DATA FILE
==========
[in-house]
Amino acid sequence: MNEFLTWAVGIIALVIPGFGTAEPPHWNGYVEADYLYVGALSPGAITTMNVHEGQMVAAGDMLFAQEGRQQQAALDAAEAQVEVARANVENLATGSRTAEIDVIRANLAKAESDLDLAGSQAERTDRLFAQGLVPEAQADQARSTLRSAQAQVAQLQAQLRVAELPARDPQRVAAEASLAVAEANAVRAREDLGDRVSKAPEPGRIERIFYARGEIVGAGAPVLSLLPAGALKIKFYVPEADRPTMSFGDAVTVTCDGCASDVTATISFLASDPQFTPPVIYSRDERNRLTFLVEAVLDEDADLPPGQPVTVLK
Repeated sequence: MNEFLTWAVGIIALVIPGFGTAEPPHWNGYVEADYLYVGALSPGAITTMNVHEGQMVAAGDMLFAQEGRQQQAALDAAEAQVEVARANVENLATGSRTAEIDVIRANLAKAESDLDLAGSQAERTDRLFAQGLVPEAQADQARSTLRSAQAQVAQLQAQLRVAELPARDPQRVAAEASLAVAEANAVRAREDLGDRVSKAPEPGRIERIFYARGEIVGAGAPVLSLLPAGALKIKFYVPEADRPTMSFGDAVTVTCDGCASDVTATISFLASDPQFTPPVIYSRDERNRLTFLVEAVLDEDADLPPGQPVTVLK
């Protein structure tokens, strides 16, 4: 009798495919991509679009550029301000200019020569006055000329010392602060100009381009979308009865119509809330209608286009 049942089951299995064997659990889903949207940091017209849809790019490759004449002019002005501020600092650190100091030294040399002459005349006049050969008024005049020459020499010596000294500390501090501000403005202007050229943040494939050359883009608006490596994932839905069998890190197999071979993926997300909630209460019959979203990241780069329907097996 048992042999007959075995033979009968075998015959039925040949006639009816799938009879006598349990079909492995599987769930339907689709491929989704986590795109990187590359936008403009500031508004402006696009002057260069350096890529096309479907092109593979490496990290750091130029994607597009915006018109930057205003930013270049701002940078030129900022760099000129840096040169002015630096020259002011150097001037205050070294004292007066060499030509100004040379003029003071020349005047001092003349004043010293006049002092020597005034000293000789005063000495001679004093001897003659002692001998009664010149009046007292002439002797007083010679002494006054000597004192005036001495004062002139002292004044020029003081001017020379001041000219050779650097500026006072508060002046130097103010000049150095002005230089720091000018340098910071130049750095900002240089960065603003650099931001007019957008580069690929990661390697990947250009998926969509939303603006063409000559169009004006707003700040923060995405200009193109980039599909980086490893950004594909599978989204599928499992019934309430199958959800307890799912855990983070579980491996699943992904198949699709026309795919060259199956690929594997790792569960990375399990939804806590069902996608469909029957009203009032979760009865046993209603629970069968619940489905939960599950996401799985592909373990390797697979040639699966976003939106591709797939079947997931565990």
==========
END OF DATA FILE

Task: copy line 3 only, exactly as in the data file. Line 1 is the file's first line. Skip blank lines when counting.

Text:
Repeated sequence: MNEFLTWAVGIIALVIPGFGTAEPPHWNGYVEADYLYVGALSPGAITTMNVHEGQMVAAGDMLFAQEGRQQQAALDAAEAQVEVARANVENLATGSRTAEIDVIRANLAKAESDLDLAGSQAERTDRLFAQGLVPEAQADQARSTLRSAQAQVAQLQAQLRVAELPARDPQRVAAEASLAVAEANAVRAREDLGDRVSKAPEPGRIERIFYARGEIVGAGAPVLSLLPAGALKIKFYVPEADRPTMSFGDAVTVTCDGCASDVTATISFLASDPQFTPPVIYSRDERNRLTFLVEAVLDEDADLPPGQPVTVLK